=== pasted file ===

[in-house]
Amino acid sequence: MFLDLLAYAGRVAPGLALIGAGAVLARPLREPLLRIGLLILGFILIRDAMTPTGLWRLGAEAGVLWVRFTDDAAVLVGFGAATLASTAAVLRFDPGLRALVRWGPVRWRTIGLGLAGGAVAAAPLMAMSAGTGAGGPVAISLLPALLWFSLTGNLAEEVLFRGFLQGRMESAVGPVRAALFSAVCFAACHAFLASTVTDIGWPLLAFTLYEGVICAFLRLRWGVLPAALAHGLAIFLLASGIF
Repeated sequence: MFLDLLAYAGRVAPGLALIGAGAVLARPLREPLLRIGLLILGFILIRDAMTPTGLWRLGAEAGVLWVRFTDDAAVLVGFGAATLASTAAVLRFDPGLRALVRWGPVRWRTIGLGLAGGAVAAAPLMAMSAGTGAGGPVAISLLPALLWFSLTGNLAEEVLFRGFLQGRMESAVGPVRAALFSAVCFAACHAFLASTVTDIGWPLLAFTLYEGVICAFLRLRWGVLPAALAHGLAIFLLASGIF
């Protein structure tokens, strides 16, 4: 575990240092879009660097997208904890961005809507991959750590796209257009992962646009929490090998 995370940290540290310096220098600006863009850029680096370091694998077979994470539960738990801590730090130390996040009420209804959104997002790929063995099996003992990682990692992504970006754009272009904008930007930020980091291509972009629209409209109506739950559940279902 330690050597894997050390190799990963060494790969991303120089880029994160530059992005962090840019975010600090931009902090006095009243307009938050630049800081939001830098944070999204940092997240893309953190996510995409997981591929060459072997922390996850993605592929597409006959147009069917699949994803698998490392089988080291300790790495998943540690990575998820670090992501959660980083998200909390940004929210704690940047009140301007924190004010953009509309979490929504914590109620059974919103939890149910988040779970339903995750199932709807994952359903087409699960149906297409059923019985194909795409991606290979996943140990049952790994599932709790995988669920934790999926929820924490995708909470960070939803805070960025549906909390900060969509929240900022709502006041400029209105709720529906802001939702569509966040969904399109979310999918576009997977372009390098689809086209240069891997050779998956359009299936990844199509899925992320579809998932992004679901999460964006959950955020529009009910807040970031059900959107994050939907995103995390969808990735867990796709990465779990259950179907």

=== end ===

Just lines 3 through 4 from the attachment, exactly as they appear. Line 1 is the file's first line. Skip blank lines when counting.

Repeated sequence: MFLDLLAYAGRVAPGLALIGAGAVLARPLREPLLRIGLLILGFILIRDAMTPTGLWRLGAEAGVLWVRFTDDAAVLVGFGAATLASTAAVLRFDPGLRALVRWGPVRWRTIGLGLAGGAVAAAPLMAMSAGTGAGGPVAISLLPALLWFSLTGNLAEEVLFRGFLQGRMESAVGPVRAALFSAVCFAACHAFLASTVTDIGWPLLAFTLYEGVICAFLRLRWGVLPAALAHGLAIFLLASGIF
């Protein structure tokens, strides 16, 4: 575990240092879009660097997208904890961005809507991959750590796209257009992962646009929490090998 995370940290540290310096220098600006863009850029680096370091694998077979994470539960738990801590730090130390996040009420209804959104997002790929063995099996003992990682990692992504970006754009272009904008930007930020980091291509972009629209409209109506739950559940279902 330690050597894997050390190799990963060494790969991303120089880029994160530059992005962090840019975010600090931009902090006095009243307009938050630049800081939001830098944070999204940092997240893309953190996510995409997981591929060459072997922390996850993605592929597409006959147009069917699949994803698998490392089988080291300790790495998943540690990575998820670090992501959660980083998200909390940004929210704690940047009140301007924190004010953009509309979490929504914590109620059974919103939890149910988040779970339903995750199932709807994952359903087409699960149906297409059923019985194909795409991606290979996943140990049952790994599932709790995988669920934790999926929820924490995708909470960070939803805070960025549906909390900060969509929240900022709502006041400029209105709720529906802001939702569509966040969904399109979310999918576009997977372009390098689809086209240069891997050779998956359009299936990844199509899925992320579809998932992004679901999460964006959950955020529009009910807040970031059900959107994050939907995103995390969808990735867990796709990465779990259950179907």